Productivity: Interview with David Allen, Part 2:

Let’s from last month’s blog post about David Allen’s advice on how to be sufficiently productive. We ended with Allen’s two-minute rule. His two-minute rule essentially states that if you can accomplish a task in under two minutes, do it right then! Do it right then instead of writing it down because it will take all of two minutes to write it down and then read it later. However, if you happen to remember something at 11pm at night, and it will take two minutes to send out an email, should you do it at that hour? No, that’s too late. New brain research shows that sending emails or checking your email an hour and half before you go to sleep will sub-optimize your brain’s ability to knit things together.

Are you supposed to be at you bosses beck and call no matter what time the email is sent? Not exactly. It takes some maturity and professionalism to understand and respect the boundaries between at work and not at work.

Another tip: empty your email every 24 to 48 hours. When your email box is stuffed, people enter scan mode an anxiously check their email often just in case they missed something. Can you imagine having an empty inbox?! What would that feel like?  The smaller your backlog of unprocessed stuff, the easier it is to deal with surprises or changes. If you are bothered by other stuff lying around, it will weigh on your psyche. Clean your desk; clear your inbox. Just try it!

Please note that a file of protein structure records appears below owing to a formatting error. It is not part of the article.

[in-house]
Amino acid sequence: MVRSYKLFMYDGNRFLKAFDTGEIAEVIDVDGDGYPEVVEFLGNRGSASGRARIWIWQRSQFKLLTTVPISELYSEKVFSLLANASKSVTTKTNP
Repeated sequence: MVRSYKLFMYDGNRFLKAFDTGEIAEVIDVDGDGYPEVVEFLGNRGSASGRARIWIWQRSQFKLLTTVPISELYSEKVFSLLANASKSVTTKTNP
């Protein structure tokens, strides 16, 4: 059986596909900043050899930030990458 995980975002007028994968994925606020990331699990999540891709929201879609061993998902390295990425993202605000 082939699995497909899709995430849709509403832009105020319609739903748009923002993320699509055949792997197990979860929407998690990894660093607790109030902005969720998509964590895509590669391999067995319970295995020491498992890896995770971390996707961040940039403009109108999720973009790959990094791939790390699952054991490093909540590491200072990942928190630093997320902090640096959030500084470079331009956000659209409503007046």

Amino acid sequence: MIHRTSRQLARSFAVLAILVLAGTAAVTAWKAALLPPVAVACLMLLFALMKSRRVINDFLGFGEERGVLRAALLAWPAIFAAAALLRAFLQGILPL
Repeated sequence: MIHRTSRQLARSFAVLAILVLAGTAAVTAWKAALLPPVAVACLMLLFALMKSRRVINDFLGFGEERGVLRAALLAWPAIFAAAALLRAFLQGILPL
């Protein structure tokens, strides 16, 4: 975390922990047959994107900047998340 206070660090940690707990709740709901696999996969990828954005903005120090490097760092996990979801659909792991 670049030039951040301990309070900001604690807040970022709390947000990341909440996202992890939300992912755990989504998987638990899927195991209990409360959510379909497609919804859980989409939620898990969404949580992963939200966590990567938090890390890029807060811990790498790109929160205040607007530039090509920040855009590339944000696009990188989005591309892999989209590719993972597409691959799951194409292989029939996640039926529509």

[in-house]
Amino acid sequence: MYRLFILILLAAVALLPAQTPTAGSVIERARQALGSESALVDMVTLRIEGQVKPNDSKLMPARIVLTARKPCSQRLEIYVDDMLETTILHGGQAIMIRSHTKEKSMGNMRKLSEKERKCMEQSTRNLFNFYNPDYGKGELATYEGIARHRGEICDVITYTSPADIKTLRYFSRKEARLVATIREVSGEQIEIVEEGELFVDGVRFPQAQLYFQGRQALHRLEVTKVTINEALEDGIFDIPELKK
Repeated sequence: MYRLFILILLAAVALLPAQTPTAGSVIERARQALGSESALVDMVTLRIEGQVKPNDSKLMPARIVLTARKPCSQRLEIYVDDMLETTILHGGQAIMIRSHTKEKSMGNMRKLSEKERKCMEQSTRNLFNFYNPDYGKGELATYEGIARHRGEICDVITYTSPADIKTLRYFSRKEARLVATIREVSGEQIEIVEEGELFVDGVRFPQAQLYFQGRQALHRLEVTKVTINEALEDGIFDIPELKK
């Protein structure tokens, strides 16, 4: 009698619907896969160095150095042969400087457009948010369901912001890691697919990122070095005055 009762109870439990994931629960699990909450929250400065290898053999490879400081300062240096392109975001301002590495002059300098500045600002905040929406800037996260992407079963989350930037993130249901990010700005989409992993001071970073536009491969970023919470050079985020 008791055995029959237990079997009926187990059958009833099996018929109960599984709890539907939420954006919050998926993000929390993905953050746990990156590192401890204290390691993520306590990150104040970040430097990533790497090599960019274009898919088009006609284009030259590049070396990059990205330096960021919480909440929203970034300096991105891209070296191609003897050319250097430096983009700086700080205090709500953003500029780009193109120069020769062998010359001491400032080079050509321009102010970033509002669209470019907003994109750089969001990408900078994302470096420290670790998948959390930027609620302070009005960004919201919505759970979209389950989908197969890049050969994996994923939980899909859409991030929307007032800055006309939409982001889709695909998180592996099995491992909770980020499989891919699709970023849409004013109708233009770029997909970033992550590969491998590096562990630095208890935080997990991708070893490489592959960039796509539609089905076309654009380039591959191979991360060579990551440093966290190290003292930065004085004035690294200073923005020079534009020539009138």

And if you feel like you’re someone who is not bothered by this, they say if you try it, you will realize that it was similar to noise in a room that you don’t hear until someone shuts it off. Re-reading emails to re-decide things is a huge waste of cognitive energy.

Some don’t realize that they are addicted to stress. Now that is a crazy idea to process, isn’t it?

View   Randi Glazer – Medium   to know more about her.

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About Randi Glazer

Randi Glazer is a senior underwriting professional who has a track record of building profitable books of business.
This entry was posted in Leadership, Management, Randi Glazer and tagged . Bookmark the permalink.

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